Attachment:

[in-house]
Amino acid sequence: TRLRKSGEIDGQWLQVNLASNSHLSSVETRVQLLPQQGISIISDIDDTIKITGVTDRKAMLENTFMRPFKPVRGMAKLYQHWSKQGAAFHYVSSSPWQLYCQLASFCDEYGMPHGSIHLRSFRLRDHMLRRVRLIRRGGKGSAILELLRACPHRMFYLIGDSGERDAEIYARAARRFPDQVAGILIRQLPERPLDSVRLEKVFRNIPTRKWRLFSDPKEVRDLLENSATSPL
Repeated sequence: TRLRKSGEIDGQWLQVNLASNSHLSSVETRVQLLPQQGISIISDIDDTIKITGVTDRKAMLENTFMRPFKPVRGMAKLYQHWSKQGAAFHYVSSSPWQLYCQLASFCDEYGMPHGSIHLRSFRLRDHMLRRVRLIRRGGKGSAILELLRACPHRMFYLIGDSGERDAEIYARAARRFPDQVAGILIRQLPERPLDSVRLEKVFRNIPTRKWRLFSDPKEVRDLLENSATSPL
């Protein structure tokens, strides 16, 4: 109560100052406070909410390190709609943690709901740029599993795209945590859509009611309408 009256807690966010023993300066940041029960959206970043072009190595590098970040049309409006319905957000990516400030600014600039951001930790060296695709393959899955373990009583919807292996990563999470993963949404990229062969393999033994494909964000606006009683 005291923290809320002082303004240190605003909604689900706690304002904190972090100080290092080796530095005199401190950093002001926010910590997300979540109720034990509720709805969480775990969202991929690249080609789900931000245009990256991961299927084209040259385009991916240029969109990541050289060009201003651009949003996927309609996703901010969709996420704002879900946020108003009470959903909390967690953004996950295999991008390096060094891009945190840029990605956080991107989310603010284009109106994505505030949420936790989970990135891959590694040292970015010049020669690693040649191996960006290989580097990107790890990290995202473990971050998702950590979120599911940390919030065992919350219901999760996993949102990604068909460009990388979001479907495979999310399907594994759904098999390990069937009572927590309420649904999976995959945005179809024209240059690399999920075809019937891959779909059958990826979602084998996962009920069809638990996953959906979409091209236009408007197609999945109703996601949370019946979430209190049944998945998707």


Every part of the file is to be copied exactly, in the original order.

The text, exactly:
[in-house]
Amino acid sequence: TRLRKSGEIDGQWLQVNLASNSHLSSVETRVQLLPQQGISIISDIDDTIKITGVTDRKAMLENTFMRPFKPVRGMAKLYQHWSKQGAAFHYVSSSPWQLYCQLASFCDEYGMPHGSIHLRSFRLRDHMLRRVRLIRRGGKGSAILELLRACPHRMFYLIGDSGERDAEIYARAARRFPDQVAGILIRQLPERPLDSVRLEKVFRNIPTRKWRLFSDPKEVRDLLENSATSPL
Repeated sequence: TRLRKSGEIDGQWLQVNLASNSHLSSVETRVQLLPQQGISIISDIDDTIKITGVTDRKAMLENTFMRPFKPVRGMAKLYQHWSKQGAAFHYVSSSPWQLYCQLASFCDEYGMPHGSIHLRSFRLRDHMLRRVRLIRRGGKGSAILELLRACPHRMFYLIGDSGERDAEIYARAARRFPDQVAGILIRQLPERPLDSVRLEKVFRNIPTRKWRLFSDPKEVRDLLENSATSPL
């Protein structure tokens, strides 16, 4: 109560100052406070909410390190709609943690709901740029599993795209945590859509009611309408 009256807690966010023993300066940041029960959206970043072009190595590098970040049309409006319905957000990516400030600014600039951001930790060296695709393959899955373990009583919807292996990563999470993963949404990229062969393999033994494909964000606006009683 005291923290809320002082303004240190605003909604689900706690304002904190972090100080290092080796530095005199401190950093002001926010910590997300979540109720034990509720709805969480775990969202991929690249080609789900931000245009990256991961299927084209040259385009991916240029969109990541050289060009201003651009949003996927309609996703901010969709996420704002879900946020108003009470959903909390967690953004996950295999991008390096060094891009945190840029990605956080991107989310603010284009109106994505505030949420936790989970990135891959590694040292970015010049020669690693040649191996960006290989580097990107790890990290995202473990971050998702950590979120599911940390919030065992919350219901999760996993949102990604068909460009990388979001479907495979999310399907594994759904098999390990069937009572927590309420649904999976995959945005179809024209240059690399999920075809019937891959779909059958990826979602084998996962009920069809638990996953959906979409091209236009408007197609999945109703996601949370019946979430209190049944998945998707």